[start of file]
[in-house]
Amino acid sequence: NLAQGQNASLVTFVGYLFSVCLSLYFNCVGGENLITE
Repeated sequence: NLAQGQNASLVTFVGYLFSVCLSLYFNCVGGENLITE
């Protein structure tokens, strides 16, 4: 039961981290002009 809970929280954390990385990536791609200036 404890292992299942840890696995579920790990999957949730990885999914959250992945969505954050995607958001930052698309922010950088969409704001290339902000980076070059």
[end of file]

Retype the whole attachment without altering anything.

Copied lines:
[in-house]
Amino acid sequence: NLAQGQNASLVTFVGYLFSVCLSLYFNCVGGENLITE
Repeated sequence: NLAQGQNASLVTFVGYLFSVCLSLYFNCVGGENLITE
């Protein structure tokens, strides 16, 4: 039961981290002009 809970929280954390990385990536791609200036 404890292992299942840890696995579920790990999957949730990885999914959250992945969505954050995607958001930052698309922010950088969409704001290339902000980076070059």